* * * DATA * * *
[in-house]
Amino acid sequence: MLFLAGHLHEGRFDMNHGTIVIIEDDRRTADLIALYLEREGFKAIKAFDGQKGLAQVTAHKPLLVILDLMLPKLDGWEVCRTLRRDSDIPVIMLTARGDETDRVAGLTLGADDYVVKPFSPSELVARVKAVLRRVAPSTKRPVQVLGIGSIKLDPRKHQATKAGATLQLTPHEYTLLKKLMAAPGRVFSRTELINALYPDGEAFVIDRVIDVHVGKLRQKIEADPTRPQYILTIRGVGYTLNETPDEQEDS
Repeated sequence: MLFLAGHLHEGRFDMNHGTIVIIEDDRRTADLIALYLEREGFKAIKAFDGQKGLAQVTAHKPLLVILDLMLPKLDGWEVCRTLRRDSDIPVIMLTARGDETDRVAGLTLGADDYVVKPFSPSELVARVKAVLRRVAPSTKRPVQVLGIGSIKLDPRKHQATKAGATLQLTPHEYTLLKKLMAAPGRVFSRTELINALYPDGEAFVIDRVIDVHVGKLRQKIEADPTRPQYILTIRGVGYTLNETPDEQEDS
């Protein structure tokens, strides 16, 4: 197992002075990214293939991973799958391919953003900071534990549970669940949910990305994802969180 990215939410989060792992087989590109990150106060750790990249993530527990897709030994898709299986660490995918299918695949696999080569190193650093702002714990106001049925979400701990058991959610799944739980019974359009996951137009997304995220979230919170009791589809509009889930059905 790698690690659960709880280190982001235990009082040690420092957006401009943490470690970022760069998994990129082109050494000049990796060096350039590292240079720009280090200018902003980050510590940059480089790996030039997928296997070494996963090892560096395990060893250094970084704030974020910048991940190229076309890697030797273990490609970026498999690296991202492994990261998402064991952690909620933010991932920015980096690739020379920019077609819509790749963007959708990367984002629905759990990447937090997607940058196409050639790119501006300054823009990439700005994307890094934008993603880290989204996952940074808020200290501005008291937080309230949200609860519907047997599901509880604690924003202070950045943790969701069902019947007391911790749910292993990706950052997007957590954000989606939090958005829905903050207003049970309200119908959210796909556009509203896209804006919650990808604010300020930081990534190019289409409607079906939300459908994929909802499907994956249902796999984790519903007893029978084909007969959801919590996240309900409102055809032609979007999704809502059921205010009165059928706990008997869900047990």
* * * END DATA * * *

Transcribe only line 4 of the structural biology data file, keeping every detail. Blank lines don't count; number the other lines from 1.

């Protein structure tokens, strides 16, 4: 197992002075990214293939991973799958391919953003900071534990549970669940949910990305994802969180 990215939410989060792992087989590109990150106060750790990249993530527990897709030994898709299986660490995918299918695949696999080569190193650093702002714990106001049925979400701990058991959610799944739980019974359009996951137009997304995220979230919170009791589809509009889930059905 790698690690659960709880280190982001235990009082040690420092957006401009943490470690970022760069998994990129082109050494000049990796060096350039590292240079720009280090200018902003980050510590940059480089790996030039997928296997070494996963090892560096395990060893250094970084704030974020910048991940190229076309890697030797273990490609970026498999690296991202492994990261998402064991952690909620933010991932920015980096690739020379920019077609819509790749963007959708990367984002629905759990990447937090997607940058196409050639790119501006300054823009990439700005994307890094934008993603880290989204996952940074808020200290501005008291937080309230949200609860519907047997599901509880604690924003202070950045943790969701069902019947007391911790749910292993990706950052997007957590954000989606939090958005829905903050207003049970309200119908959210796909556009509203896209804006919650990808604010300020930081990534190019289409409607079906939300459908994929909802499907994956249902796999984790519903007893029978084909007969959801919590996240309900409102055809032609979007999704809502059921205010009165059928706990008997869900047990």